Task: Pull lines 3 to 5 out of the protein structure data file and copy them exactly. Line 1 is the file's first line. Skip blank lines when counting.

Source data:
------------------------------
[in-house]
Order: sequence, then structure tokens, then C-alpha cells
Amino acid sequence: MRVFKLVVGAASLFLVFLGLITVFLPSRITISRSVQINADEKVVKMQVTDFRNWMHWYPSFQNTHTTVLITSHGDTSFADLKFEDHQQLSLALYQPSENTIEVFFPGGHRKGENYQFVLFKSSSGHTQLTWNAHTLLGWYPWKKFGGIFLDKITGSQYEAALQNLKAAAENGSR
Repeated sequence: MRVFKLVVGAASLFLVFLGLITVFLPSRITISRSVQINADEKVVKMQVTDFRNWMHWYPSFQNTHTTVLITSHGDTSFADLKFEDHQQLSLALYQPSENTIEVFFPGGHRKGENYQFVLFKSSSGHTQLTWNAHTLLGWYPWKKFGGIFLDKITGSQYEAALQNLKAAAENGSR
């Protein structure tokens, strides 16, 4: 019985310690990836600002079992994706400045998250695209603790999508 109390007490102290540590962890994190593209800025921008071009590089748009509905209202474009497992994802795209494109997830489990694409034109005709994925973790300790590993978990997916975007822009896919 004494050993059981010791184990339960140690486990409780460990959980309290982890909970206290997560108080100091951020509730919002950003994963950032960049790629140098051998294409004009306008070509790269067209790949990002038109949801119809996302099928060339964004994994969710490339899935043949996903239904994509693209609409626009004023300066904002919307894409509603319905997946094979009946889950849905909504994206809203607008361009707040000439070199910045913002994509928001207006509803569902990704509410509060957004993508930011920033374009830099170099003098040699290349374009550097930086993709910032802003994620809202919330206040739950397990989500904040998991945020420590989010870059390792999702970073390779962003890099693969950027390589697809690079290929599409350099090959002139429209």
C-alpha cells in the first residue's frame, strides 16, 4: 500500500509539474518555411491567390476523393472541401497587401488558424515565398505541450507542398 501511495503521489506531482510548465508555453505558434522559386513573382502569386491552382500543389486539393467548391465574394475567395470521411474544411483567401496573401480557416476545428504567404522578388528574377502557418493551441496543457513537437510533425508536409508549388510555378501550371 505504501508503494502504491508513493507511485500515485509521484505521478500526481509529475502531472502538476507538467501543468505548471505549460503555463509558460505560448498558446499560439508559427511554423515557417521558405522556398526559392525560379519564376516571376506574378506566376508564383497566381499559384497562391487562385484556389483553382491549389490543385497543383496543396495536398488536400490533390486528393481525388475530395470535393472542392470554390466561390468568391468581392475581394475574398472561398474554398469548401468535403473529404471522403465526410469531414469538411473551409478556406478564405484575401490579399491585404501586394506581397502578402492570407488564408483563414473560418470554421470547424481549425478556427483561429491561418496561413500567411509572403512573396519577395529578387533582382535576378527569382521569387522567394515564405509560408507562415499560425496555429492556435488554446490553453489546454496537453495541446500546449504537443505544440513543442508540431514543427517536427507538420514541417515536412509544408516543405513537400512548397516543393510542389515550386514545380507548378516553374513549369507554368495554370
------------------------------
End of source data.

Amino acid sequence: MRVFKLVVGAASLFLVFLGLITVFLPSRITISRSVQINADEKVVKMQVTDFRNWMHWYPSFQNTHTTVLITSHGDTSFADLKFEDHQQLSLALYQPSENTIEVFFPGGHRKGENYQFVLFKSSSGHTQLTWNAHTLLGWYPWKKFGGIFLDKITGSQYEAALQNLKAAAENGSR
Repeated sequence: MRVFKLVVGAASLFLVFLGLITVFLPSRITISRSVQINADEKVVKMQVTDFRNWMHWYPSFQNTHTTVLITSHGDTSFADLKFEDHQQLSLALYQPSENTIEVFFPGGHRKGENYQFVLFKSSSGHTQLTWNAHTLLGWYPWKKFGGIFLDKITGSQYEAALQNLKAAAENGSR
């Protein structure tokens, strides 16, 4: 019985310690990836600002079992994706400045998250695209603790999508 109390007490102290540590962890994190593209800025921008071009590089748009509905209202474009497992994802795209494109997830489990694409034109005709994925973790300790590993978990997916975007822009896919 004494050993059981010791184990339960140690486990409780460990959980309290982890909970206290997560108080100091951020509730919002950003994963950032960049790629140098051998294409004009306008070509790269067209790949990002038109949801119809996302099928060339964004994994969710490339899935043949996903239904994509693209609409626009004023300066904002919307894409509603319905997946094979009946889950849905909504994206809203607008361009707040000439070199910045913002994509928001207006509803569902990704509410509060957004993508930011920033374009830099170099003098040699290349374009550097930086993709910032802003994620809202919330206040739950397990989500904040998991945020420590989010870059390792999702970073390779962003890099693969950027390589697809690079290929599409350099090959002139429209």